Communities in Schools program helps students

Closets created at school to meet basic needs of students

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Communities in Schools, a nationwide program that works in 2,500 schools across 25 states, has been working in Van Buren County High School since fall 2019, and site coordinator Allison Dodson has found unique ways to meet the needs of her students over the past 12 months.

“The overall goal of my program is to reduce chronic absenteeism,” Dodson said. “It has definitely been challenging since March 2020. Not seeing the kids every day for several months made me have to seek other ways to connect with them and be sure that they had the tools they needed to be successful.”

The non-profit program, which receives funding from the governor to fight chronic absenteeism, seeks to bring community resources into the schools and make them accessible to students, while holding the students accountable for their own success. School-based staff partner with teachers to identify the challenges students may be facing both in the classroom and at home.

“It’s relationships, not programs, that change children,” Bill Milliken, of   Communities in Schools, once said. “A great program simply creates the environment for healthy relationships to form between adults and children. Young people thrive when adults care about them on a one-to-one level, and when they also have a sense of belonging to a caring community.”

Through the program in the Van Buren County High School, Dodson provides supportive guidance, both in one-on-one and small group settings, and connects with the students to help them through an array of academic concerns that cover everything from struggling with a particular subject to choosing career or college paths to filling out financial aid paperwork for graduating seniors.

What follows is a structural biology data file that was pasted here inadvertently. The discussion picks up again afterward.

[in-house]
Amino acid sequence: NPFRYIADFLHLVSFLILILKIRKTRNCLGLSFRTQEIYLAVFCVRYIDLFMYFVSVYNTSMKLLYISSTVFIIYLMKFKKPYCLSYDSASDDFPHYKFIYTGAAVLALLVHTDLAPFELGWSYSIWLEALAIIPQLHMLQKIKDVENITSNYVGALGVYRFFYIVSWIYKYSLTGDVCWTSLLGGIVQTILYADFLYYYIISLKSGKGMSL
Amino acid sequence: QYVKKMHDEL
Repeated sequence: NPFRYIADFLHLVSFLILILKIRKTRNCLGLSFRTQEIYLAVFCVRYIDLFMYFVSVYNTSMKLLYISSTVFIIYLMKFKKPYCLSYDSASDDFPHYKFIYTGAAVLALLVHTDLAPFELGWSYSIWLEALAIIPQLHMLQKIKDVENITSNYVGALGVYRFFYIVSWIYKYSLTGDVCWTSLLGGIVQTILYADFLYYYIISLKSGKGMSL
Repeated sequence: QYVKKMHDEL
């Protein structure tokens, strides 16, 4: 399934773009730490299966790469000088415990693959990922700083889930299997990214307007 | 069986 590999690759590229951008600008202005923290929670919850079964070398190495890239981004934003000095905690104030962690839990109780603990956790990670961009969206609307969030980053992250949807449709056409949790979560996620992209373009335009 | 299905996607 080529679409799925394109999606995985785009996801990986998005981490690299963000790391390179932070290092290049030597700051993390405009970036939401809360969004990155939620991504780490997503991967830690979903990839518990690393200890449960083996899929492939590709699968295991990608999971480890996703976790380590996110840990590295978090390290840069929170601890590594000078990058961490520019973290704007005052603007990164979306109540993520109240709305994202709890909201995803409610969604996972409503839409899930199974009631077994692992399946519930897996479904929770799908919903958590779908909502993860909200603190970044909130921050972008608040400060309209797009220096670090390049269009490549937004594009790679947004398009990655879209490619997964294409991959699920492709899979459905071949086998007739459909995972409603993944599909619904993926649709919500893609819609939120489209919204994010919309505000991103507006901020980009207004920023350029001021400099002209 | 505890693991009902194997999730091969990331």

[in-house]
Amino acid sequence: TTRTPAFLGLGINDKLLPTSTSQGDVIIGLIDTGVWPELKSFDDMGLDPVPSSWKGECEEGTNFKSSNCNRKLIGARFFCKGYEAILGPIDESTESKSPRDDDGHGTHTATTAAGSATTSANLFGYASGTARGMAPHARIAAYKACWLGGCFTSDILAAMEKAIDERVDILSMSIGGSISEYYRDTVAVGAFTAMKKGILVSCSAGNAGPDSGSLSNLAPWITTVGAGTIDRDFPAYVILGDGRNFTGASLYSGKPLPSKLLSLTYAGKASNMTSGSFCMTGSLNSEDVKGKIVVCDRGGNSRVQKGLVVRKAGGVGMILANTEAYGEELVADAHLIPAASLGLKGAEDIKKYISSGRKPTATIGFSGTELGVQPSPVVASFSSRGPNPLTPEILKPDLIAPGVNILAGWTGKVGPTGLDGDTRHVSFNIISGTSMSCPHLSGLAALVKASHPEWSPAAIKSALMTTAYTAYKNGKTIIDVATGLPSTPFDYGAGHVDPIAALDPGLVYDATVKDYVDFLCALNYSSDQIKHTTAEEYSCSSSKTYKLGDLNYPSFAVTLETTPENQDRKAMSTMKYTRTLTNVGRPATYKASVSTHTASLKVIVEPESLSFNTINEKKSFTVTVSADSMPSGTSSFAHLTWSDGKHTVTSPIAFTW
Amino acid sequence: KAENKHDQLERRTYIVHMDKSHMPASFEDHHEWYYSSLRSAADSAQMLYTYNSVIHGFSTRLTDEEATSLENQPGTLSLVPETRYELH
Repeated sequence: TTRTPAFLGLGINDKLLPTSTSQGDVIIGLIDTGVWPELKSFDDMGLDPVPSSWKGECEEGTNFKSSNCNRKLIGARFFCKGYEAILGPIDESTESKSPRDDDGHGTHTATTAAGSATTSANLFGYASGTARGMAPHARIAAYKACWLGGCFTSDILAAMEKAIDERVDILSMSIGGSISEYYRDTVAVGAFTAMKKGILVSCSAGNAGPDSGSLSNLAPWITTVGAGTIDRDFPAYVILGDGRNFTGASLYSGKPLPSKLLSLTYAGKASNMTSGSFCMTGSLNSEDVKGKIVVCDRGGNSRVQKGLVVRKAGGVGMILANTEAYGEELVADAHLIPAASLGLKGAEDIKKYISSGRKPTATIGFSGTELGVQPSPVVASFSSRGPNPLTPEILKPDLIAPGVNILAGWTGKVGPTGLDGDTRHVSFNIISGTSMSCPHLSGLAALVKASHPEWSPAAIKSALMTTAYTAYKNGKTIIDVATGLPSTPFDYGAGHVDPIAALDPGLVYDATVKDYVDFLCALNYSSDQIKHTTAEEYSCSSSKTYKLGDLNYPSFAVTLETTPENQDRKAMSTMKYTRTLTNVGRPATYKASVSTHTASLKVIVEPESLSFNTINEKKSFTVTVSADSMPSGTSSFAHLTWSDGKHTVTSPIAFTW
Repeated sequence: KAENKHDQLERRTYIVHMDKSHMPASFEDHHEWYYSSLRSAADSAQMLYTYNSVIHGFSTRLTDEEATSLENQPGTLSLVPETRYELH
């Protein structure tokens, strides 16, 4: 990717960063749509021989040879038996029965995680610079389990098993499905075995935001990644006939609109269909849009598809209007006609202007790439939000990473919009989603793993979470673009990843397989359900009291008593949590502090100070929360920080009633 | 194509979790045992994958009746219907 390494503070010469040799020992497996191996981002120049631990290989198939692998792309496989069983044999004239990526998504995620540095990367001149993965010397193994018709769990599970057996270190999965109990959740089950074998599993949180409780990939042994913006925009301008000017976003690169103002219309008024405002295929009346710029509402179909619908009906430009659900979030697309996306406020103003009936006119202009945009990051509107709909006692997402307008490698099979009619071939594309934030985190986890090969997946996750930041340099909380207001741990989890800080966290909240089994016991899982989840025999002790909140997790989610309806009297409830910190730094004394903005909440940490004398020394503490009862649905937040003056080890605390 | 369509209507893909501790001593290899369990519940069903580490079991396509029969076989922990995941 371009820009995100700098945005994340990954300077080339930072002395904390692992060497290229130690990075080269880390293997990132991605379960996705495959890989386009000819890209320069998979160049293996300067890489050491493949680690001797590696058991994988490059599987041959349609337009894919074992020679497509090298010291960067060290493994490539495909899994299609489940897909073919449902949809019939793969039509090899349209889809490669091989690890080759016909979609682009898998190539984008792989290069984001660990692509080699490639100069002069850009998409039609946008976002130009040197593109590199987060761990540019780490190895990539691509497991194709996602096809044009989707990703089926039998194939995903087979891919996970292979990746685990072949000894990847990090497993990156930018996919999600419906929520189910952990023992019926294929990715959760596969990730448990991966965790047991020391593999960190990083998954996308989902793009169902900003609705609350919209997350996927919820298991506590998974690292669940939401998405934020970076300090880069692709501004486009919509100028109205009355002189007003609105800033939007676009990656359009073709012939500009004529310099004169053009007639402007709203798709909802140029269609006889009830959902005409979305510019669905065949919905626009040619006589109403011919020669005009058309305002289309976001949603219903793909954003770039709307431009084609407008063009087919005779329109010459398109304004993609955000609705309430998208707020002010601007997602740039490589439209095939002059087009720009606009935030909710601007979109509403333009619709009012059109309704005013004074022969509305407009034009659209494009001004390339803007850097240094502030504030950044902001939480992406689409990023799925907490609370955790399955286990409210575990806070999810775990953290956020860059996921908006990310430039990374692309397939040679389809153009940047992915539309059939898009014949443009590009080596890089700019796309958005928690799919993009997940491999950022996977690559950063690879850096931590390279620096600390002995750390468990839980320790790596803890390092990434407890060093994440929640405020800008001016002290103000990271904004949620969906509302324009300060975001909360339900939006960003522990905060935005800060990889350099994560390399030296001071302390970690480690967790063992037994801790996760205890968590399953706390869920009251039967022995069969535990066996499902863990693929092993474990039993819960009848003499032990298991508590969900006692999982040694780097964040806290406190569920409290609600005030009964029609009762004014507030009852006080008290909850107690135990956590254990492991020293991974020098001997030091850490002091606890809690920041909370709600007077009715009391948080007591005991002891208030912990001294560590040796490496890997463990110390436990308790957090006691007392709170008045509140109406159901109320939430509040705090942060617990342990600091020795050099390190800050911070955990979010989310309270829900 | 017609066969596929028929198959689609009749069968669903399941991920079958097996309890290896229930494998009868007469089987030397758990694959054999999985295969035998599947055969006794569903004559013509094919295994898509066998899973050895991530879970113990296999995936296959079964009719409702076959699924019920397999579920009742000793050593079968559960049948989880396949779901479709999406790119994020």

But her work isn’t just focused on the academic portion of the students’ lives.

“I do a little bit of everything,” Dodson said.

Through her position, she has created closets at the school to meet the basic needs of students, including clothing, hygiene needs, and school supplies. Dodson said that having access to these needs makes students feel better about coming to school and staying in the classroom, which is her goal for each student.

“CIS site coordinators like Allison provide student support services that are unique to the school and community, but often include things like assistance securing food, housing, and transportation to health care, counseling, and mentoring services depending on the students’ needs,” Ann Waller Curtis, CIS’s media relations spokesperson, said. “And as you can imagine, those needs have evolved considerably over the last year.”

Dodson said that when schools closed in March 2020, she began delivering basic needs to the students’ homes. She sought ways, whether virtual or through those home visits, to help them stay on course, study for exams, and ensure that they knew they were still important and their success was still the focus of her day.

“There was just as much need during those months, maybe even more, for these students to feel connected,” Dodson said of last spring’s semester.

Dodson said she did everything in her power to keep that connection, from phone calls to writing letters, to hand delivering food and school packets, so they were sure to keep seeing her face and knowing she cared.

“It was an adjustment, but I wanted them to know we were in this together,” Dodson said.

Dodson said returning to in-person learning wasn’t the easiest transition either.

“When we came back to school this year, everything was different, so I adjusted along with the kids,” she said.  I listened to what was on their minds. I am striving to meet the needs that they present and ensure that they have what they need to keep being at school day after day. It seems like the past couple of months we are slowly returning to normal.

“Some of the students and families can be a little skeptical when they are first introduced to the program,” Dodson admitted and said that she puts a lot of energy into building a connection with the families. “Once they realize that I’m not leaving them, that this isn’t the same thing they’ve heard over and over, that this isn’t just somewhere to get a few basic items, but someone they can come to and talk to about their struggles and their hopes and what’s going on in their lives, they start to really open up. My goal is to keep building those relationships and connections and helping those kids in whatever way I can. "I want to see them be successful.”                       

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